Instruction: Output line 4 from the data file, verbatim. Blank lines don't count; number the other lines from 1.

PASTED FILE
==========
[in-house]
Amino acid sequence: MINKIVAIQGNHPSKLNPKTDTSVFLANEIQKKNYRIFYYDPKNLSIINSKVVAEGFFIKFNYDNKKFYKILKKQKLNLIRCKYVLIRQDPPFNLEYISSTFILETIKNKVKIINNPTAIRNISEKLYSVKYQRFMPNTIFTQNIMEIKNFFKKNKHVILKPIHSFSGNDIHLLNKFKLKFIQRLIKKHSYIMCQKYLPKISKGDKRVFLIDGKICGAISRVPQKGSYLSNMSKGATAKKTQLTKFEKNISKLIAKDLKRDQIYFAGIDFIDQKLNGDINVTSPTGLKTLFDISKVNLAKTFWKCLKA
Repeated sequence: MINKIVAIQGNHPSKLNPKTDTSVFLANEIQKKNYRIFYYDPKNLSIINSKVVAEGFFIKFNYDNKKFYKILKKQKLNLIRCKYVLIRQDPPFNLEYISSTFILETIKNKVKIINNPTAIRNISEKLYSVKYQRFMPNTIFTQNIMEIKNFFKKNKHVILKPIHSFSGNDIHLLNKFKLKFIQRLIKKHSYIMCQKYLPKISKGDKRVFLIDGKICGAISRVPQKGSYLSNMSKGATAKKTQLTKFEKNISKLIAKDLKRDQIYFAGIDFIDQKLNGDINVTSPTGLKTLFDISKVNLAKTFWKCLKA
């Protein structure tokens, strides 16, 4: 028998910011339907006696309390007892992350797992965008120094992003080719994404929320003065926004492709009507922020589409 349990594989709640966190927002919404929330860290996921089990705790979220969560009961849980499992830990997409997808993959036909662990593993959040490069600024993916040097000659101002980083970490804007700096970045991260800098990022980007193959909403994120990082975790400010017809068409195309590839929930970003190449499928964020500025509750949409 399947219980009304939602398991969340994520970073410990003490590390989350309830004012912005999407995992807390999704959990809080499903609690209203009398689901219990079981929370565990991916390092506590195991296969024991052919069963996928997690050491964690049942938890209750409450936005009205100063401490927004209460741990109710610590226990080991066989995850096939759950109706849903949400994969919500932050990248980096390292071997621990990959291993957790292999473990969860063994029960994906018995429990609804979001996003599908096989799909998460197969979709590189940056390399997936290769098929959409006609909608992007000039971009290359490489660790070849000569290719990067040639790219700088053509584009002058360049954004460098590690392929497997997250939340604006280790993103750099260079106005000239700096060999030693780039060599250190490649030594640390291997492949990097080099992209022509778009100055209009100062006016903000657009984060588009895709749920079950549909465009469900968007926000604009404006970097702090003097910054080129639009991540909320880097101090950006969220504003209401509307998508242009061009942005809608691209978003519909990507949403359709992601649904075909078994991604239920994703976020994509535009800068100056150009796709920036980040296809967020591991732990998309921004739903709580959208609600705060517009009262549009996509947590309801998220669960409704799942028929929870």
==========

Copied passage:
């Protein structure tokens, strides 16, 4: 028998910011339907006696309390007892992350797992965008120094992003080719994404929320003065926004492709009507922020589409 349990594989709640966190927002919404929330860290996921089990705790979220969560009961849980499992830990997409997808993959036909662990593993959040490069600024993916040097000659101002980083970490804007700096970045991260800098990022980007193959909403994120990082975790400010017809068409195309590839929930970003190449499928964020500025509750949409 399947219980009304939602398991969340994520970073410990003490590390989350309830004012912005999407995992807390999704959990809080499903609690209203009398689901219990079981929370565990991916390092506590195991296969024991052919069963996928997690050491964690049942938890209750409450936005009205100063401490927004209460741990109710610590226990080991066989995850096939759950109706849903949400994969919500932050990248980096390292071997621990990959291993957790292999473990969860063994029960994906018995429990609804979001996003599908096989799909998460197969979709590189940056390399997936290769098929959409006609909608992007000039971009290359490489660790070849000569290719990067040639790219700088053509584009002058360049954004460098590690392929497997997250939340604006280790993103750099260079106005000239700096060999030693780039060599250190490649030594640390291997492949990097080099992209022509778009100055209009100062006016903000657009984060588009895709749920079950549909465009469900968007926000604009404006970097702090003097910054080129639009991540909320880097101090950006969220504003209401509307998508242009061009942005809608691209978003519909990507949403359709992601649904075909078994991604239920994703976020994509535009800068100056150009796709920036980040296809967020591991732990998309921004739903709580959208609600705060517009009262549009996509947590309801998220669960409704799942028929929870």